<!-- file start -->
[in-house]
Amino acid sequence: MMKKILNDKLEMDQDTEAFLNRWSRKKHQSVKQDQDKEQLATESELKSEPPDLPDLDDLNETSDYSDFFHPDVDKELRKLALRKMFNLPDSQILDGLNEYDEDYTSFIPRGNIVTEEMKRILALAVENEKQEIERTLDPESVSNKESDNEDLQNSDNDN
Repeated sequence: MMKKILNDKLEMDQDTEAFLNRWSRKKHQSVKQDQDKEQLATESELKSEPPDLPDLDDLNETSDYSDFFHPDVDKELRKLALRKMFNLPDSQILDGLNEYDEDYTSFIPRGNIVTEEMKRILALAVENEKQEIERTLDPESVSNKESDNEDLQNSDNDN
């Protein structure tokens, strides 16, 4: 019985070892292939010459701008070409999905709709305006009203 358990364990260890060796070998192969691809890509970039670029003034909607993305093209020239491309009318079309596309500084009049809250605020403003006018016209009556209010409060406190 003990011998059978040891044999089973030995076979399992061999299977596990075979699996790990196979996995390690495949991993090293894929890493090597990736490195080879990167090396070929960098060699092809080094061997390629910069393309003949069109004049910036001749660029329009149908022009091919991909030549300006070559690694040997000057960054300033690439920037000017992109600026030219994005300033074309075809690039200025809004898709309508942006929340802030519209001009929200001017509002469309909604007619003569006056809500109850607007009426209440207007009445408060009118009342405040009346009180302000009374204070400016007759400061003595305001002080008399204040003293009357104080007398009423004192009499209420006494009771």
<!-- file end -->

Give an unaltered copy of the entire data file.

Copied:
[in-house]
Amino acid sequence: MMKKILNDKLEMDQDTEAFLNRWSRKKHQSVKQDQDKEQLATESELKSEPPDLPDLDDLNETSDYSDFFHPDVDKELRKLALRKMFNLPDSQILDGLNEYDEDYTSFIPRGNIVTEEMKRILALAVENEKQEIERTLDPESVSNKESDNEDLQNSDNDN
Repeated sequence: MMKKILNDKLEMDQDTEAFLNRWSRKKHQSVKQDQDKEQLATESELKSEPPDLPDLDDLNETSDYSDFFHPDVDKELRKLALRKMFNLPDSQILDGLNEYDEDYTSFIPRGNIVTEEMKRILALAVENEKQEIERTLDPESVSNKESDNEDLQNSDNDN
């Protein structure tokens, strides 16, 4: 019985070892292939010459701008070409999905709709305006009203 358990364990260890060796070998192969691809890509970039670029003034909607993305093209020239491309009318079309596309500084009049809250605020403003006018016209009556209010409060406190 003990011998059978040891044999089973030995076979399992061999299977596990075979699996790990196979996995390690495949991993090293894929890493090597990736490195080879990167090396070929960098060699092809080094061997390629910069393309003949069109004049910036001749660029329009149908022009091919991909030549300006070559690694040997000057960054300033690439920037000017992109600026030219994005300033074309075809690039200025809004898709309508942006929340802030519209001009929200001017509002469309909604007619003569006056809500109850607007009426209440207007009445408060009118009342405040009346009180302000009374204070400016007759400061003595305001002080008399204040003293009357104080007398009423004192009499209420006494009771």